JCCC students now eligible for emergency cash grants as part of $21M federal COVID-19 relief

JCCC COVID-19 relief

Rep. Sharice Davids has announced $21.1 million in federal emergency funding will go toward Johnson County Community College. Half of those funds will be directed to serve students in need during the COVID-19 pandemic. Photo credit Johnson County Community College.

Johnson County Community College is receiving $21.1 million in emergency funding under the federal American Rescue Plan.

Rep. Sharice Davids, a one-time JCCC student who represents Kansas’ 3rd Congressional District, announced the emergency funding last week.

“As a first-generation college student who worked my way from Johnson County Community College to Cornell Law School, I know the value of a good education, and I’m happy to announce that help is here for the Third District’s colleges, universities, and students,” Davids, a second-term Democrat, said in a statement.

“This emergency funding through the American Rescue Plan will help stabilize current students and secure opportunities for the future, uplifting our entire community for years to come,”she added.

JCCC’s amount is part of more than $100 million in funds earmarked for colleges in the 3rd District, including Kansas City, Kan., Community College and Donnelly College in Wyandotte Count.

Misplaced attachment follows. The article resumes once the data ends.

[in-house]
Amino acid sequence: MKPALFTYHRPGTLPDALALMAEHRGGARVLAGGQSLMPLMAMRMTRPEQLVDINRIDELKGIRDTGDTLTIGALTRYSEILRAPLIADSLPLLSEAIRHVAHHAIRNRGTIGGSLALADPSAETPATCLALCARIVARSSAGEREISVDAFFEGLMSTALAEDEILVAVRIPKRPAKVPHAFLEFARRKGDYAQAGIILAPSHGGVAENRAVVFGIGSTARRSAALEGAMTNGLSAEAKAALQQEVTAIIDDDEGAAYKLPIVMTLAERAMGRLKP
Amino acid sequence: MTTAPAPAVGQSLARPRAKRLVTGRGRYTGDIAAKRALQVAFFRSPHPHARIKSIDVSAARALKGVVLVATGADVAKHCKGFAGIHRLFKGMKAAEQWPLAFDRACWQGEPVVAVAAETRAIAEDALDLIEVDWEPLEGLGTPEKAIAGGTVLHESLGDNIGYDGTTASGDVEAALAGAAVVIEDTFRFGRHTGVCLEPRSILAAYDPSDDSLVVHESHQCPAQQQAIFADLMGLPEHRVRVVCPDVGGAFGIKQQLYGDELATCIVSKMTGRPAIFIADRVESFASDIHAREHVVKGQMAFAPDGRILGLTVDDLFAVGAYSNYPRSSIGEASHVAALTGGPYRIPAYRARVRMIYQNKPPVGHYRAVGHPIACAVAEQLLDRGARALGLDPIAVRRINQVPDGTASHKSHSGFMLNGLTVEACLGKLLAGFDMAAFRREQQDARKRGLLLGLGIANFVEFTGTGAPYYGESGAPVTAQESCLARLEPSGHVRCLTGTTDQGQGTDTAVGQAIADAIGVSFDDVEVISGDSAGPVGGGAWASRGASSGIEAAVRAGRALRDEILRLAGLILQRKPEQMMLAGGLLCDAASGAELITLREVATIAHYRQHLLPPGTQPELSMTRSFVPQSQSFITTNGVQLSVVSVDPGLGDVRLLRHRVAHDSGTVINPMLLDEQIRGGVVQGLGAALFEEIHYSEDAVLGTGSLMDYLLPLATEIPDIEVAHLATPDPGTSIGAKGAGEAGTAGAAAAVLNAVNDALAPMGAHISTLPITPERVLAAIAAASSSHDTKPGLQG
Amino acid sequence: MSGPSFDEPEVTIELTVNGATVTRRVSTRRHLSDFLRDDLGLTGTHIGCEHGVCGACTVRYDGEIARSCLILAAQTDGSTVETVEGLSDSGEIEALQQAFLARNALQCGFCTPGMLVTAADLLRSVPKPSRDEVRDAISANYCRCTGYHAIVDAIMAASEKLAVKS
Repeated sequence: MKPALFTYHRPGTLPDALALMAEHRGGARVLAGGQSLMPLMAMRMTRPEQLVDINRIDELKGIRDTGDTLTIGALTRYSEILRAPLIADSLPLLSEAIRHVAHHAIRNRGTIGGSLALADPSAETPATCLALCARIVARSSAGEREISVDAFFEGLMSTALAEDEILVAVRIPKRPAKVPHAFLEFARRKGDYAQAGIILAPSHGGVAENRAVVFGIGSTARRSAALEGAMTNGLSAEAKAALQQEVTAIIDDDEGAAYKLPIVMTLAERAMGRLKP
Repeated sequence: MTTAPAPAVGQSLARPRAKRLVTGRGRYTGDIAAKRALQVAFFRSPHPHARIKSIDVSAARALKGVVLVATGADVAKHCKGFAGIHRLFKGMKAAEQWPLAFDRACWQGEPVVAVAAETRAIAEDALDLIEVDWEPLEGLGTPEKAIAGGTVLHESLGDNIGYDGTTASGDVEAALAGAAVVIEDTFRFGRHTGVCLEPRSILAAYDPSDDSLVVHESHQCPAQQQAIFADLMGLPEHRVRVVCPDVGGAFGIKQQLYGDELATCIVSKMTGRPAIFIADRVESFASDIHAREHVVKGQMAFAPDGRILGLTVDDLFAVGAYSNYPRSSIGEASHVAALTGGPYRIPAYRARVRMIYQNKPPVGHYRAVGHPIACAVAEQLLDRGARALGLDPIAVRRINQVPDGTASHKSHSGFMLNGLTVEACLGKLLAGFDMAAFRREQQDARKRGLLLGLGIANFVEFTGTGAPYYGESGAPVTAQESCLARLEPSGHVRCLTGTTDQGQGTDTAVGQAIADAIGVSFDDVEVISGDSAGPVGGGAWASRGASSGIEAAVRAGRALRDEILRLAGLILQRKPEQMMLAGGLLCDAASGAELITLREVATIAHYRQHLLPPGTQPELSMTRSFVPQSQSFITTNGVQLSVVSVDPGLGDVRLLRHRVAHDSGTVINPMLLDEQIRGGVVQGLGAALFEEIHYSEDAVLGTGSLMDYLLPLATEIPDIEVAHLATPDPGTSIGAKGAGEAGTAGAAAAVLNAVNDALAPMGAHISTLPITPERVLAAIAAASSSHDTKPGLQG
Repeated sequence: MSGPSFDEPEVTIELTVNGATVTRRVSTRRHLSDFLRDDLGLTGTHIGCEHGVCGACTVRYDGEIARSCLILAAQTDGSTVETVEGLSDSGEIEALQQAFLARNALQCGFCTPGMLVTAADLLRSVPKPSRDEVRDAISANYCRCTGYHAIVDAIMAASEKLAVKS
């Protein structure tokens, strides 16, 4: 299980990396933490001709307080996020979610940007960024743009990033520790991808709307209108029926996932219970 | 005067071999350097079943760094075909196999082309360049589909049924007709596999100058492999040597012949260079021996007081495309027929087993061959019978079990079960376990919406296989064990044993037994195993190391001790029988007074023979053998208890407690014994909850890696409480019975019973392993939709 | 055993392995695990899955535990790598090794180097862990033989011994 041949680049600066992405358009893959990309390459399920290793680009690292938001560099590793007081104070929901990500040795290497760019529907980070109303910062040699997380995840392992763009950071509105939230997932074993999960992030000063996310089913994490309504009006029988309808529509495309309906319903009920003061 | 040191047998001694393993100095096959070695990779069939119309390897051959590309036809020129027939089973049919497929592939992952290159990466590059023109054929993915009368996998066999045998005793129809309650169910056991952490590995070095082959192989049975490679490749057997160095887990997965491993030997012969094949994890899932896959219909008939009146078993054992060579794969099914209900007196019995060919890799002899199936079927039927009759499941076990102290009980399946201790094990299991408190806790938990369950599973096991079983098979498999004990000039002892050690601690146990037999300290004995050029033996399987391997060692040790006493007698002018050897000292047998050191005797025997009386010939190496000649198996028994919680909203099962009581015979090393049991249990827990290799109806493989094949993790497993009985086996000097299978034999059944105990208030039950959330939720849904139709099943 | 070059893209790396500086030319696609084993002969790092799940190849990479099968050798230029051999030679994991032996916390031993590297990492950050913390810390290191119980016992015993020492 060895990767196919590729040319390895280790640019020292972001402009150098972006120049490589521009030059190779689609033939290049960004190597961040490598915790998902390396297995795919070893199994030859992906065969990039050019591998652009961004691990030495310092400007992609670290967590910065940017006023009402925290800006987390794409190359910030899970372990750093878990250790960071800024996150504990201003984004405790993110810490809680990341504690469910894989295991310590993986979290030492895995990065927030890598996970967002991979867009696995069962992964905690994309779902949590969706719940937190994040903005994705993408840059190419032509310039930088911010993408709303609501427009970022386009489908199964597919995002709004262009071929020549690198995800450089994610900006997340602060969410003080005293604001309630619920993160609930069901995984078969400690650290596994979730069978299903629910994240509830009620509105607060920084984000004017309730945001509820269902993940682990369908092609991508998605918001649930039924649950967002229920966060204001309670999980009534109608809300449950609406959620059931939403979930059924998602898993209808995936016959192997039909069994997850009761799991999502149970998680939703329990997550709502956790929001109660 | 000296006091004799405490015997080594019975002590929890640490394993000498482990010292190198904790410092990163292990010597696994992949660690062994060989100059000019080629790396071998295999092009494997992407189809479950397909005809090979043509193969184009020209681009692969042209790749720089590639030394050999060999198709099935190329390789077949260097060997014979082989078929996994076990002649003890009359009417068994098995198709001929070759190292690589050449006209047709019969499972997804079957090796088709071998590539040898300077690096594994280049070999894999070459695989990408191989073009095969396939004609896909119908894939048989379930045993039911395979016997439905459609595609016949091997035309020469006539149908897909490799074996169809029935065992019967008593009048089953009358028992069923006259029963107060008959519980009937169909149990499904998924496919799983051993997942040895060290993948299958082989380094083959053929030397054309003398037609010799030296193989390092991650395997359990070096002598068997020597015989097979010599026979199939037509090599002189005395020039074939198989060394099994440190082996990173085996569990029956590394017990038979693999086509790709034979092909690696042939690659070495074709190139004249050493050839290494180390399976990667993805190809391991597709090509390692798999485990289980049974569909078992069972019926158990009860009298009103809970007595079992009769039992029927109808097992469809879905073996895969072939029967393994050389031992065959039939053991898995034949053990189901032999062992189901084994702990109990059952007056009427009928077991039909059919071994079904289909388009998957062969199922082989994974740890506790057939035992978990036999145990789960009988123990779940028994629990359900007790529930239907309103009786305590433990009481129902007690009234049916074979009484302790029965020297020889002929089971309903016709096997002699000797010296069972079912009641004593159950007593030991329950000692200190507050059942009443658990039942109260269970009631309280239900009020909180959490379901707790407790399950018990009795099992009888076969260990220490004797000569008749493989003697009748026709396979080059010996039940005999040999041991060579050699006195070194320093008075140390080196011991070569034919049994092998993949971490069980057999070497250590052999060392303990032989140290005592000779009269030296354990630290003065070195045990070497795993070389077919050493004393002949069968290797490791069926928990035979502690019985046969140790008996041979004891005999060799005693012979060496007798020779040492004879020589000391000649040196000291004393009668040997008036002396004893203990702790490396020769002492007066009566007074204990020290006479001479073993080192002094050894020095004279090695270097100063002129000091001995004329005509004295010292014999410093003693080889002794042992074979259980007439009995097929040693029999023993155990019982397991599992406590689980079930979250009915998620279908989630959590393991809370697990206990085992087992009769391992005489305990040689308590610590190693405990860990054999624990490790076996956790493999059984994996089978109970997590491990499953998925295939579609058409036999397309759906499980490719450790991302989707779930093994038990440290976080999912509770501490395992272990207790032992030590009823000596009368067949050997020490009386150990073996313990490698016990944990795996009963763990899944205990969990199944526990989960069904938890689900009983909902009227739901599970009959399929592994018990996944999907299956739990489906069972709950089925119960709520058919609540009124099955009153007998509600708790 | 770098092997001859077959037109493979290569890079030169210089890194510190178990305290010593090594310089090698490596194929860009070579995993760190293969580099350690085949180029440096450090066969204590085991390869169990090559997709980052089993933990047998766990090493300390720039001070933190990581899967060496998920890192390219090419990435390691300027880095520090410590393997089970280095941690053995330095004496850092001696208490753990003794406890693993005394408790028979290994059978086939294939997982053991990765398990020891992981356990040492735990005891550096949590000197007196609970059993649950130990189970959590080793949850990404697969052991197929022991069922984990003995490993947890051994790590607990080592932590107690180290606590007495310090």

The biggest chunks of funding are going to local campuses of the University of Kansas and Kansas State University, which are set to receive $41 million and $34.8 million, respectively.

What the money is for

The funding is designed to help educational institutions cope with the severe financial fallout from the COVID-19 pandemic and continue serving student safely.

At least half of the funding for each institution will be distributed in the form of emergency cash assistance grants to students who are facing hunger, homelessness and other hardships.

Andy Bowne, president of JCCC, said the college is grateful for the federal support.

“Thousands of JCCC students and families in the 3rd District who were impacted by the pandemic will benefit from the direct aid and support as a result,” Bowne said. “We thank elected officials like Congresswoman Davids for supporting this crucial funding to build our workforce and get our community back on its feet.”

Students should contact their institutions for more information about how they can apply for an emergency grant.

In the meantime, JCCC students can also contact the Student Basic Needs Center at basicneeds@jccc.edu or stop by the center in COM 319 in the Commons building to access assistance with housing, transportation or other needs.

The center has a food pantry, school supplies and connections to campus and other community services, according to the college’s website.

Meanwhile, JCCC plans to return to normal operations on June 1, and all employees will return to pre-pandemic work arrangements by June 7.

The college says it plans to formally adopt the CDC’s revised guidance on masks on June 1. This includes recommending unvaccinated individuals still wear masks in public and socially distance.